Someone said I couldn’t do it

Cambridge contract milker Chloe Mackle featured in February Dairy Exporter’s Young Country section and has joined the magazine’s team of Milking Platform contributors.

I can often be found declaring we work in the best industry in the world and I stand by that. The dairy industry employs 50,000 people in New Zealand, 70% of those on farms.

This year I was privileged to be on the Agri Women’s Development Trust’s leadership programme Escalator. As this draws to a close this month, I have been pondering on all the inspirational people I have networked with and formed lasting relationships with along the way. There is something special about coming together with people who share the same passion and drive to make the primary industries the best place it can be.

I love farming. I love nothing more than growing grass and watching the ladies turn that grass into milk, but I also recognise I need to grow my leadership skills to get new people into the industry. The generations before me have created great succession routes and I wonder how we will adapt to keep that legacy going.

As an Auckland city kid who ended up dairy farming because someone said I couldn’t do it, I was fortunate enough to work for phenomenal farmers who were tolerant, patient, and taught me to farm well and take good care of myself in the process. They collaborated with ‘the many hands that made the tall horse,’ they had good people on their ‘bus’. Whether its fellow farmers, accountants, bank managers, Dairy NZ consultants, fert reps, agronomists… The list goes on, we are fortunate to work in a sector with a wealth of knowledge and resources so easily available for us to tap into. Tapping into these networks and resources will mean being able to get specialist opinions when it comes to running an efficient and maximised business.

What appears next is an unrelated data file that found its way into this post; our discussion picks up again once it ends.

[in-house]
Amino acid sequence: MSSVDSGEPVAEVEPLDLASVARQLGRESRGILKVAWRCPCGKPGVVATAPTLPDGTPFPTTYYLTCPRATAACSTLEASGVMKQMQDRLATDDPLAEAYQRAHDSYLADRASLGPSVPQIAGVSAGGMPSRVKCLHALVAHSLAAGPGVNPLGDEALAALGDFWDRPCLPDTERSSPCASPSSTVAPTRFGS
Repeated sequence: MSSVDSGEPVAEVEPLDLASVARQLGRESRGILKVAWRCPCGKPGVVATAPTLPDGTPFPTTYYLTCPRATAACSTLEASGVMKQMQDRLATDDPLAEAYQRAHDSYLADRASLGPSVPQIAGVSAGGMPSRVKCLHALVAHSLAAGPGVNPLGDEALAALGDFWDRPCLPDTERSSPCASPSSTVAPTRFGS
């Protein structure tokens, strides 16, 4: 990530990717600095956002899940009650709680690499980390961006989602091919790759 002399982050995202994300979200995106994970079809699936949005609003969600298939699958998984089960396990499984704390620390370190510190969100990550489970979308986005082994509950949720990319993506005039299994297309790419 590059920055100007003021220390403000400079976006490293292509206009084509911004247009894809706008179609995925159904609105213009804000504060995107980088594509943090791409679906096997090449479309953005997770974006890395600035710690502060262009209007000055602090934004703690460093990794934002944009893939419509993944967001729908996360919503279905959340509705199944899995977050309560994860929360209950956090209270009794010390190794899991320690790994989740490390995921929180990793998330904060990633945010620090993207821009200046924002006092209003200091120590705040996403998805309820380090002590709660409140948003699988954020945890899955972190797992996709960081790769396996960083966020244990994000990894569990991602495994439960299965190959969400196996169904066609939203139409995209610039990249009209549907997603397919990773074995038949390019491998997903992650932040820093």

Not having to be an agronomist, a sire analyst, an electrician and a vet and so on enables me to have more of a helicopter view. It enables me to focus on milking my cows, growing lots of grass and trying to have a work- life balance that you would expect a school leaver contemplating farming to be happy with.

I think young people can accept long hours and early starts, but they need to be able to see the light at the end of the tunnel; they need to see the rewards that can be had. I laugh as I write this because most people who know me well would say I have no issue getting off farm. But the issue is getting off farm mentally when off farm physically. In an attempt to stretch my brain in a different way this season and get off farm, I have chosen to take up horse riding lessons as my outlet. Being in Cambridge this seemed fitting.

I often find myself sitting on the back of the horse forgetting to put my heels down but pondering things such as: How do we make agriculture sexy? How do we attract school leavers out of Auckland who want to milk cows, grow grass and feed the world? How do we do this while remaining profitable, sustainable and efficient?

At the end of the day, the cups are still going to need to go on the cows. How are we going to attract people wanting to do it?